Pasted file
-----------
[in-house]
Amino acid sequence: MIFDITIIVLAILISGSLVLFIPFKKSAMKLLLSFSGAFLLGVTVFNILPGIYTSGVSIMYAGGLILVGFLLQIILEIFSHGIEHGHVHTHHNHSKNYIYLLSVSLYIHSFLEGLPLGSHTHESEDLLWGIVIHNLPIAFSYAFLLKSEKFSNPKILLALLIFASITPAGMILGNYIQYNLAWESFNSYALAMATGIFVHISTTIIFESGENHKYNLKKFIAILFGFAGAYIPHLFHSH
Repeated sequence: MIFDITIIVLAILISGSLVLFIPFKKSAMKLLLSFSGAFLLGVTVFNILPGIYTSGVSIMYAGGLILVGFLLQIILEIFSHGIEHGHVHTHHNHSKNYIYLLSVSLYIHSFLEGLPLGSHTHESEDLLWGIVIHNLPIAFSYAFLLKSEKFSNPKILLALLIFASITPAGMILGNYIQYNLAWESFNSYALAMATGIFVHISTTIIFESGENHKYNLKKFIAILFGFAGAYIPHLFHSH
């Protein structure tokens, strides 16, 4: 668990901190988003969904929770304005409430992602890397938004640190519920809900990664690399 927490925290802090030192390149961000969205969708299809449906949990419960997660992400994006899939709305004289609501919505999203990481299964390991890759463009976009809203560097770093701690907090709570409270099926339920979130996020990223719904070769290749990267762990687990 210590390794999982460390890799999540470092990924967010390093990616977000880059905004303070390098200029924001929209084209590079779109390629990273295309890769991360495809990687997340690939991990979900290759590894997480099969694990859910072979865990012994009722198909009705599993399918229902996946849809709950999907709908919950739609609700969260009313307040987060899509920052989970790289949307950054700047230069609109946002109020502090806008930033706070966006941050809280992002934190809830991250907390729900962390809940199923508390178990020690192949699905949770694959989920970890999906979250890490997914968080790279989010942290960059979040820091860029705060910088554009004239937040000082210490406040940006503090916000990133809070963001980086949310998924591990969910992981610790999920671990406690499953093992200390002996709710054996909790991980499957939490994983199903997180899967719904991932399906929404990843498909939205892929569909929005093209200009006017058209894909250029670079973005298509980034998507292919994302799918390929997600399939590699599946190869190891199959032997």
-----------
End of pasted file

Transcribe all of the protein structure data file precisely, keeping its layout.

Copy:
[in-house]
Amino acid sequence: MIFDITIIVLAILISGSLVLFIPFKKSAMKLLLSFSGAFLLGVTVFNILPGIYTSGVSIMYAGGLILVGFLLQIILEIFSHGIEHGHVHTHHNHSKNYIYLLSVSLYIHSFLEGLPLGSHTHESEDLLWGIVIHNLPIAFSYAFLLKSEKFSNPKILLALLIFASITPAGMILGNYIQYNLAWESFNSYALAMATGIFVHISTTIIFESGENHKYNLKKFIAILFGFAGAYIPHLFHSH
Repeated sequence: MIFDITIIVLAILISGSLVLFIPFKKSAMKLLLSFSGAFLLGVTVFNILPGIYTSGVSIMYAGGLILVGFLLQIILEIFSHGIEHGHVHTHHNHSKNYIYLLSVSLYIHSFLEGLPLGSHTHESEDLLWGIVIHNLPIAFSYAFLLKSEKFSNPKILLALLIFASITPAGMILGNYIQYNLAWESFNSYALAMATGIFVHISTTIIFESGENHKYNLKKFIAILFGFAGAYIPHLFHSH
């Protein structure tokens, strides 16, 4: 668990901190988003969904929770304005409430992602890397938004640190519920809900990664690399 927490925290802090030192390149961000969205969708299809449906949990419960997660992400994006899939709305004289609501919505999203990481299964390991890759463009976009809203560097770093701690907090709570409270099926339920979130996020990223719904070769290749990267762990687990 210590390794999982460390890799999540470092990924967010390093990616977000880059905004303070390098200029924001929209084209590079779109390629990273295309890769991360495809990687997340690939991990979900290759590894997480099969694990859910072979865990012994009722198909009705599993399918229902996946849809709950999907709908919950739609609700969260009313307040987060899509920052989970790289949307950054700047230069609109946002109020502090806008930033706070966006941050809280992002934190809830991250907390729900962390809940199923508390178990020690192949699905949770694959989920970890999906979250890490997914968080790279989010942290960059979040820091860029705060910088554009004239937040000082210490406040940006503090916000990133809070963001980086949310998924591990969910992981610790999920671990406690499953093992200390002996709710054996909790991980499957939490994983199903997180899967719904991932399906929404990843498909939205892929569909929005093209200009006017058209894909250029670079973005298509980034998507292919994302799918390929997600399939590699599946190869190891199959032997």